Even though this blog’s title originates from Dark Shadows, it is by no means a strictly Dark Shadows blog. But I do rate Dark Shadows as one of my top three favorite television shows of all time–if not just my flat-out favorite. I do own the complete series on DVD, sans the pre-Barnabas episodes, which are so…slow. (That’s 26 four-disc sets…26! Thanks, MPI Home Video, for waiting to release a complete series box set–which would have saved me hundreds of dollars–until right after I’d bought all the individual sets. Thanks a lot.) I did write to MPI multiple times, requesting the missing collector’s cards from my DVD sets. I did ask for and receive a Dark Shadows sweatshirt for Christmas. And I wore it every day for a week before I could bear to be parted with it long enough to wash it. I did write to Sci-Fi after they withdrew Dark Shadows from their schedule, telling them what a huge mistake they were making, and then I wrote to a handful of other channels telling them what a great idea it would be to add Dark Shadows to their lineup. (Nobody capitalized on this genius idea.) And so it seems fitting, then, that my first few entries should focus on this weird, wonderful show.
I started watching Dark Shadows when I was seven, maybe younger. I used to write about it in my journal: “Monday, December 30, 1996: Today I watched Dark Shadows. We are on #13. It was get[ting] a little scareyer [sic] little by little.” I watched it from tapes my grandparents had (which Grandma later sold at a garage sale, boo), then I watched it on Sci-Fi (who removed it from their lineup in 2003), and then I started buying the DVDs in 2004. It took me seven years to buy and rewatch the entire series. I’m not sure what captivated me as a child, held onto me through my adolescence, and continues to fascinate and engage me. The acting can be embarrassing at times, the sets are often beautiful yet still lacking, and the special effects…well, it was the ’60s. Yet there are still strong performances, unforgettable characters, and enchanting storylines, even though many of them borrowed from well-known (and perhaps overused) literature.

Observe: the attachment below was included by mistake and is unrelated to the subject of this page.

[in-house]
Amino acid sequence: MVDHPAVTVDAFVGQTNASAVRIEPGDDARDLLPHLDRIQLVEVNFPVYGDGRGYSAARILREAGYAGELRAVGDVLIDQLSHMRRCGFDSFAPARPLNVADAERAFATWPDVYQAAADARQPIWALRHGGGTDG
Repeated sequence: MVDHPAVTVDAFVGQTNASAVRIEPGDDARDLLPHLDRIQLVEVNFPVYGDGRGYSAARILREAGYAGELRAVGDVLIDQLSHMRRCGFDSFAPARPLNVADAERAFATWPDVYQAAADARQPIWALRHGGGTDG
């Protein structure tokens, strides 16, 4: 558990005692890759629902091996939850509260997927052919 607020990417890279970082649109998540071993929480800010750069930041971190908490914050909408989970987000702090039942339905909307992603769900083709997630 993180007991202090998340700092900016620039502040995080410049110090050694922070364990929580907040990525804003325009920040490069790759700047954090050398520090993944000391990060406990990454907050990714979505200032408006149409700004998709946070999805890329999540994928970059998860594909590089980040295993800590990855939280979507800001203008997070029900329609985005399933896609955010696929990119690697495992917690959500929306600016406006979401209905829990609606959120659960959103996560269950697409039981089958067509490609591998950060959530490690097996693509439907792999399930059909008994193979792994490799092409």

More than the flubbed lines, the front door of Collinwood that often just wouldn’t quite shut, the squeaking cloth (it’s a vampire bat, people) that bit Barnabas, I remember those stories and their characters. I remember how they made me escape into another world, suspend every ounce of logic and reason, and make me believe. These are my five favorite Dark Shadows storylines, in descending order:
5. 1970 Parallel Time: Murder Begets Murder
“Your loving husband, Quentin.”
So I guess this storyline is well-loathed, but I have always enjoyed it. The concept of parallel time–which was later grossly overused on the show–was fresh at this point, and I loved seeing characters I knew and loved (or hated) live completely different lives. I loved seeing Dr. Julia Hoffman as the housekeeper at Collinwood (poor Mrs. Johnson didn’t make it into Parallel Time) and act as a complete ally to Angelique! The moment when Angelique’s coffin is opened will forever give me goosebumps. The storyline is so that when Jonathan Frid (Barnabas), Kathryn Leigh Scott (Maggie), and a handful of other cast members were absent filming House of Dark Shadows for about six weeks, I did not find it completely lacking. I mean, Cyrus Longworth/John Yeager? Come on. Christopher Pennock can do no wrong. The worst part about parallel time is when Barnabas does return and falls in love with a total lame-o named Roxanne. By this point in the series, it was getting a tad tedious seeing Barnabas fall in love with any character who resembled Josette (i.e. was played by Kathryn Leigh Scott) but his infatuation with Roxanne is torture. Worst. Character. Ever. (Ok, I hear you, Adam. Maybe not worst ever, but…awful.)